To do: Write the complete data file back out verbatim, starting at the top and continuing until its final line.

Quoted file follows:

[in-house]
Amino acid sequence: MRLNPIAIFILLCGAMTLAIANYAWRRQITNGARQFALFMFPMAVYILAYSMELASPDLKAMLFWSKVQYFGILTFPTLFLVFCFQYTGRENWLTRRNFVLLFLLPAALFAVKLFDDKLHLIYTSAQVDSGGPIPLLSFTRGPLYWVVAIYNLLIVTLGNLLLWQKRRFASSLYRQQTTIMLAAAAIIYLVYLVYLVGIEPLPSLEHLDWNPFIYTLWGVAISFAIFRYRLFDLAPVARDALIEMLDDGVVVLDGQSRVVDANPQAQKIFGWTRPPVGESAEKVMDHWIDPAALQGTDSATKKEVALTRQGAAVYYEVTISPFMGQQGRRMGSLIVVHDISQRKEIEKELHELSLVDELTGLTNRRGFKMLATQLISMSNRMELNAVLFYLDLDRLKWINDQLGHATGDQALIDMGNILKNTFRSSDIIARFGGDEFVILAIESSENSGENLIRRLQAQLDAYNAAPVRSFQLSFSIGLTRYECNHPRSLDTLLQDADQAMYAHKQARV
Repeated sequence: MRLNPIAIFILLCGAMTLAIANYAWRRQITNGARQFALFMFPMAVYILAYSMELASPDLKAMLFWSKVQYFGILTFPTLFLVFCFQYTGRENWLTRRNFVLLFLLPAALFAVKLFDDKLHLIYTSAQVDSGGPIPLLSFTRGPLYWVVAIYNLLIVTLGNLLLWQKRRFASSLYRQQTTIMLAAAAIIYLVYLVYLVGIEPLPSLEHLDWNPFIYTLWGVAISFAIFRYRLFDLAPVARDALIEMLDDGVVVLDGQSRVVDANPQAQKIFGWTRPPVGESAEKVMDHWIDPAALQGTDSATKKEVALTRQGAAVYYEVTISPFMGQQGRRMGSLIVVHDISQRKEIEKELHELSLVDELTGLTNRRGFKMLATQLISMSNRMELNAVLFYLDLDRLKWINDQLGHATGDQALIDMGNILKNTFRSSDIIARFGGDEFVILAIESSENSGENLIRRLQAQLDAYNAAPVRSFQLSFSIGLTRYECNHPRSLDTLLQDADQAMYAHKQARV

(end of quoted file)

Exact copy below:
[in-house]
Amino acid sequence: MRLNPIAIFILLCGAMTLAIANYAWRRQITNGARQFALFMFPMAVYILAYSMELASPDLKAMLFWSKVQYFGILTFPTLFLVFCFQYTGRENWLTRRNFVLLFLLPAALFAVKLFDDKLHLIYTSAQVDSGGPIPLLSFTRGPLYWVVAIYNLLIVTLGNLLLWQKRRFASSLYRQQTTIMLAAAAIIYLVYLVYLVGIEPLPSLEHLDWNPFIYTLWGVAISFAIFRYRLFDLAPVARDALIEMLDDGVVVLDGQSRVVDANPQAQKIFGWTRPPVGESAEKVMDHWIDPAALQGTDSATKKEVALTRQGAAVYYEVTISPFMGQQGRRMGSLIVVHDISQRKEIEKELHELSLVDELTGLTNRRGFKMLATQLISMSNRMELNAVLFYLDLDRLKWINDQLGHATGDQALIDMGNILKNTFRSSDIIARFGGDEFVILAIESSENSGENLIRRLQAQLDAYNAAPVRSFQLSFSIGLTRYECNHPRSLDTLLQDADQAMYAHKQARV
Repeated sequence: MRLNPIAIFILLCGAMTLAIANYAWRRQITNGARQFALFMFPMAVYILAYSMELASPDLKAMLFWSKVQYFGILTFPTLFLVFCFQYTGRENWLTRRNFVLLFLLPAALFAVKLFDDKLHLIYTSAQVDSGGPIPLLSFTRGPLYWVVAIYNLLIVTLGNLLLWQKRRFASSLYRQQTTIMLAAAAIIYLVYLVYLVGIEPLPSLEHLDWNPFIYTLWGVAISFAIFRYRLFDLAPVARDALIEMLDDGVVVLDGQSRVVDANPQAQKIFGWTRPPVGESAEKVMDHWIDPAALQGTDSATKKEVALTRQGAAVYYEVTISPFMGQQGRRMGSLIVVHDISQRKEIEKELHELSLVDELTGLTNRRGFKMLATQLISMSNRMELNAVLFYLDLDRLKWINDQLGHATGDQALIDMGNILKNTFRSSDIIARFGGDEFVILAIESSENSGENLIRRLQAQLDAYNAAPVRSFQLSFSIGLTRYECNHPRSLDTLLQDADQAMYAHKQARV